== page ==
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04.26.2011 - 08:58PM
Renewable & Alternative Energy
By CSRwire Contributing Writer Francesca Rheannon
Bringing affordable solar power to the masses is a critical piece of protecting the planet.
When I take a walk through the woods from my house in the Hamptons, I pass several homes along the path with large solar arrays on their roofs or installed in their yards. I had to laugh, therefore, when I watched a video of Van Jones' speech to some 10,000 youth climate activists at the recent Power Shift conference in Washington, D.C.
Jones was making the point that the high cost of solar power means "wealthy people have the solar panels while the poor people pay the big energy bills" when he added that the rich live under trees in the shade, while poor people live in neighborhoods where the sun beats down on their houses.
It was an apt metaphor for our topsy-turvy energy policy that rewards the profits-bloated energy giants - all heavily invested in dirty fuels - with huge and ongoing subsidies while leaving the struggling solar sector scrambling for crumbs that threaten to evaporate year after year.
Jones, who founded Green For All to bring good green jobs to low-income communities in the U.S., argued for affordable solar energy as a form of distributive justice, saying, with solar panels on their roofs, not only would poor people pay less for energy, they could actually earn money by selling power to utilities. That would allow them to "put food on the table."
But he also made a crucial connection when he said, "The Earth can't afford for poor people not to have solar panels." Whether in Oakland, California or the Okavango Delta in southern Africa, bringing clean power from the sun to those who need it is fundamental to solving the climate crisis. By 2030, developing nations will use 70 per cent more energy than developed nations. And, with fuel costs skyrocketing, the middle class losing ground and ranks of the poor swelling, making energy affordable in the U.S. - the second largest producer of greenhouse gases in the world - could significantly help cut global carbon emissions.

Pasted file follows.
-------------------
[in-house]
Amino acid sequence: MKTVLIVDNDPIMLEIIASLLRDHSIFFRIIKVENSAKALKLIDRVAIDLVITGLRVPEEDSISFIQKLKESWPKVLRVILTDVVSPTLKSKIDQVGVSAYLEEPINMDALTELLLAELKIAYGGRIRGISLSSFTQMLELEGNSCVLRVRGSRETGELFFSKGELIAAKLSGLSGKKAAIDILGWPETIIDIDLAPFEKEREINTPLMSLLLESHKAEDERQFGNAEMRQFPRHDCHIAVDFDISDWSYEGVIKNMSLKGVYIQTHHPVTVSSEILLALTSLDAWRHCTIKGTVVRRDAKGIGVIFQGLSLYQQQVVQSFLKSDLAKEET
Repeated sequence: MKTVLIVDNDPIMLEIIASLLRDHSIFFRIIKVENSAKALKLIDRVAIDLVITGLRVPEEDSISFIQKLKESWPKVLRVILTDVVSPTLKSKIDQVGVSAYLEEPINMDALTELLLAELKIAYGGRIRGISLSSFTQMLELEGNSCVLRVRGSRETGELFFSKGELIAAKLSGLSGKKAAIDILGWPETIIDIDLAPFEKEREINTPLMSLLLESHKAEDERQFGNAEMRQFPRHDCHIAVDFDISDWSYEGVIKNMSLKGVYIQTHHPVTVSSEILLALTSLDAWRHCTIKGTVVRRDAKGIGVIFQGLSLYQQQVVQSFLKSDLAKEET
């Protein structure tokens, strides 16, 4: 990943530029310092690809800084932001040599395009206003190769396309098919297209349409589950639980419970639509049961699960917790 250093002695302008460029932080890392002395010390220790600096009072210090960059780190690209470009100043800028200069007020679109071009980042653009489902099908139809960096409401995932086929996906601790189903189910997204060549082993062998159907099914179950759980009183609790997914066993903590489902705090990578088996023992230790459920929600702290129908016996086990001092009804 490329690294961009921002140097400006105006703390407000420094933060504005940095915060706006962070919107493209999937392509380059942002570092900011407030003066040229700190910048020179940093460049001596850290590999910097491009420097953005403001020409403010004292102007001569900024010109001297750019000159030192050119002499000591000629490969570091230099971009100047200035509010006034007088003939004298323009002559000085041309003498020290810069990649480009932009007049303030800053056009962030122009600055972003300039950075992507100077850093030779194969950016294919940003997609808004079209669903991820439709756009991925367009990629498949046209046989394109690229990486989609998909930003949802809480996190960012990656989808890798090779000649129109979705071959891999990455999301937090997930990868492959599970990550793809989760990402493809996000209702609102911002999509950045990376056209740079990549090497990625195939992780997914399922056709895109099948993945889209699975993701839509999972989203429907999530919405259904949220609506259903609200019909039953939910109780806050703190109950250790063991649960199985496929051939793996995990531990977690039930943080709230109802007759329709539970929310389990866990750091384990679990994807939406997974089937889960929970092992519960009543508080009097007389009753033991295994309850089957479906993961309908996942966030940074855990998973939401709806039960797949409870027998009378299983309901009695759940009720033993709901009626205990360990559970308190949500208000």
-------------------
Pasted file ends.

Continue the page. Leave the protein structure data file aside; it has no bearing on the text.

The cost of solar is already coming down. Solar panels are 100 times cheaper than in the 1970s. But the cost of solar isn't at parity with fossil power--yet. One company working hard to remedy this is Chinese solar giant, Suntech, the world's largest producer of solar panels.
Suntech's VP of Marketing Wei-Tai Kwok told CSRwire, "We're targeting to reach retail grid parity in 50% of world markets by 2015. In other words, it will cost less to install panels and generate solar electricity than to buy electricity from the grid, without government subsidies." The company figures it can do that through a combination of technological innovation and achieving economies of scale. "We will continue to invest in solar R&D and increase production scale to make solar affordable everywhere under the sun," said Wei-Tai Kwok.
But even if retail parity per kwH is reached, poor- and middle-income households in the U.S. face a daunting barrier: the upfront cost of installing solar. That's why it will take more than technological change - important as that is in bringing down costs - to bring solar energy to every home.